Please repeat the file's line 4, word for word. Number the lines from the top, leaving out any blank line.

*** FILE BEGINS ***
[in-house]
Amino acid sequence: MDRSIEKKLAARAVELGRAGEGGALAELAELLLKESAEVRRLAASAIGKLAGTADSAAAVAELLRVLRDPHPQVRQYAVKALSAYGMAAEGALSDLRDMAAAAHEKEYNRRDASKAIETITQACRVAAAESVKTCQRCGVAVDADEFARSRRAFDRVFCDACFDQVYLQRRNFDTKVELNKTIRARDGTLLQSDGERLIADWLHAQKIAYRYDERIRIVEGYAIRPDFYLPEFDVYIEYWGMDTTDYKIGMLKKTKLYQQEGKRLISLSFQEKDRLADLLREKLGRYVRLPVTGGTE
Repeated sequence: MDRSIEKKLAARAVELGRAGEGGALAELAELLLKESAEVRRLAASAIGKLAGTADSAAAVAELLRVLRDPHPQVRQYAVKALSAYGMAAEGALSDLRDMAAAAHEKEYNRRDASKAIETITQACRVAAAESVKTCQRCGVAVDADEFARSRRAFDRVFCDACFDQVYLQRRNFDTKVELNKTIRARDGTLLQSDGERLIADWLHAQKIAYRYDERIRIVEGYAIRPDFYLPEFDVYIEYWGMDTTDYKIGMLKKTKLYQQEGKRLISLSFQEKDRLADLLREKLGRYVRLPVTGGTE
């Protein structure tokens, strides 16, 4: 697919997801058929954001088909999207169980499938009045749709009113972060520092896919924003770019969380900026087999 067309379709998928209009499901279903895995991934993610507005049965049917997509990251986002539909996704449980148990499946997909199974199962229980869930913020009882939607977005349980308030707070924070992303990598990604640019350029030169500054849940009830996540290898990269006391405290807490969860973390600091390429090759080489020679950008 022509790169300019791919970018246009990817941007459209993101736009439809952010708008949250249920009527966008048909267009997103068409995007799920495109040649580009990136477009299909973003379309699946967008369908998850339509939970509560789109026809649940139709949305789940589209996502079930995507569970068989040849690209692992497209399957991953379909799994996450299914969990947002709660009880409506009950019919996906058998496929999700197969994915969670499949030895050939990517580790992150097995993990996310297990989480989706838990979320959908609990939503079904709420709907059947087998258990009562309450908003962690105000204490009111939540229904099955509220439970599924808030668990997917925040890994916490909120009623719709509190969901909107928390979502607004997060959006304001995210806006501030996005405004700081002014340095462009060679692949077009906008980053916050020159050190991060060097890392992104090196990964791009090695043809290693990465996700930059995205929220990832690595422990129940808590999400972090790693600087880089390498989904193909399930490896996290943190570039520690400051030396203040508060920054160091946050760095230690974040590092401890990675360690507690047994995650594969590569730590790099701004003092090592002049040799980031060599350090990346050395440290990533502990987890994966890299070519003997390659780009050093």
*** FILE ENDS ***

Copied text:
């Protein structure tokens, strides 16, 4: 697919997801058929954001088909999207169980499938009045749709009113972060520092896919924003770019969380900026087999 067309379709998928209009499901279903895995991934993610507005049965049917997509990251986002539909996704449980148990499946997909199974199962229980869930913020009882939607977005349980308030707070924070992303990598990604640019350029030169500054849940009830996540290898990269006391405290807490969860973390600091390429090759080489020679950008 022509790169300019791919970018246009990817941007459209993101736009439809952010708008949250249920009527966008048909267009997103068409995007799920495109040649580009990136477009299909973003379309699946967008369908998850339509939970509560789109026809649940139709949305789940589209996502079930995507569970068989040849690209692992497209399957991953379909799994996450299914969990947002709660009880409506009950019919996906058998496929999700197969994915969670499949030895050939990517580790992150097995993990996310297990989480989706838990979320959908609990939503079904709420709907059947087998258990009562309450908003962690105000204490009111939540229904099955509220439970599924808030668990997917925040890994916490909120009623719709509190969901909107928390979502607004997060959006304001995210806006501030996005405004700081002014340095462009060679692949077009906008980053916050020159050190991060060097890392992104090196990964791009090695043809290693990465996700930059995205929220990832690595422990129940808590999400972090790693600087880089390498989904193909399930490896996290943190570039520690400051030396203040508060920054160091946050760095230690974040590092401890990675360690507690047994995650594969590569730590790099701004003092090592002049040799980031060599350090990346050395440290990533502990987890994966890299070519003997390659780009050093």